Drought rates have more than doubled since the 1970s

The proportion of the earth’s land surface stricken by serious
drought has more than doubled between the 1970s and 2002, US
scientists have shown. Hotter, dryer summers are predicted for
Europe.

Over the past thirty years or so, widespread drying has occurred
over much of the earth’s land surface, including Europe, scientists
from the US National Centre for Atmospheric Research (NCAR) have
shown in a new study presented on 12 January.

“Global climate models predict increased drying over most land
areas during their warm season, as carbon dioxide and other
greenhouse gases increase,” says NCAR’s Aiguo Dai, the lead author
of the study. “Our analyses suggest that this drying may have
already begun.”

The study adds fuel to the arguments of climate
campaigners in Europe. Jan Kowalzig at Friends of the Earth said:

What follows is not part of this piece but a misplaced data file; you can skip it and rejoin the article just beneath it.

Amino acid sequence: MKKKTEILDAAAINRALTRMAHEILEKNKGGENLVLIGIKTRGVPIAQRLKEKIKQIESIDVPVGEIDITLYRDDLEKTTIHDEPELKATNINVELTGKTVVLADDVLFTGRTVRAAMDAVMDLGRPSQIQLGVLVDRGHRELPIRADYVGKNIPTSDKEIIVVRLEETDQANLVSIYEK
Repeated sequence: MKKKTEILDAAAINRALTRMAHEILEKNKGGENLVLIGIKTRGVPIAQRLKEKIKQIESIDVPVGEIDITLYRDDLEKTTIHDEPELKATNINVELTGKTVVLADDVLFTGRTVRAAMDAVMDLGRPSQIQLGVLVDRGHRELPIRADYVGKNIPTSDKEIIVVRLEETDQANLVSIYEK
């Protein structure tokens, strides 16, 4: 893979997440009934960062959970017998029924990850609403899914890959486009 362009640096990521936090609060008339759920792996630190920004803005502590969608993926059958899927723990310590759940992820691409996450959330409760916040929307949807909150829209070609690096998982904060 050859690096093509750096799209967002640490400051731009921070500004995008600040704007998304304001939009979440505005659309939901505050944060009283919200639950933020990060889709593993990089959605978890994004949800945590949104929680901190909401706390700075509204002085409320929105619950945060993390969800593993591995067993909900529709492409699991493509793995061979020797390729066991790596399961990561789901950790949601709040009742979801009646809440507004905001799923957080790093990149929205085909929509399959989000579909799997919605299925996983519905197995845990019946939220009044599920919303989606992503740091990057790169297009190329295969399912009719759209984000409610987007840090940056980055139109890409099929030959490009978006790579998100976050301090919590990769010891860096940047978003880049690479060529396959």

“This new report shows what we can expect for Europe summers:
hotter and drier weather, with huge social and economic
costs.” 

Kowalzig calls for a “technological revolution in how Europe
produces and consumes energy” to cut greenhouse gas emissions. “We
can achieve this through increases in renewable energies and energy
efficiency, which will also trigger innovation and new economic
activity.”

According to NCAR, global warming has caused evaporation from
land areas, increasing the amount of water vapour in the air. As a
result, the average global precipitation has also risen
sharply.

“Droughts and floods are extreme climate events that are likely
to change more rapidly than the average climate,” says Dai.
“Because they are among the world’s costliest natural disasters and
affect a very large number of people each year, it is important to
monitor them and perhaps predict their variability.”

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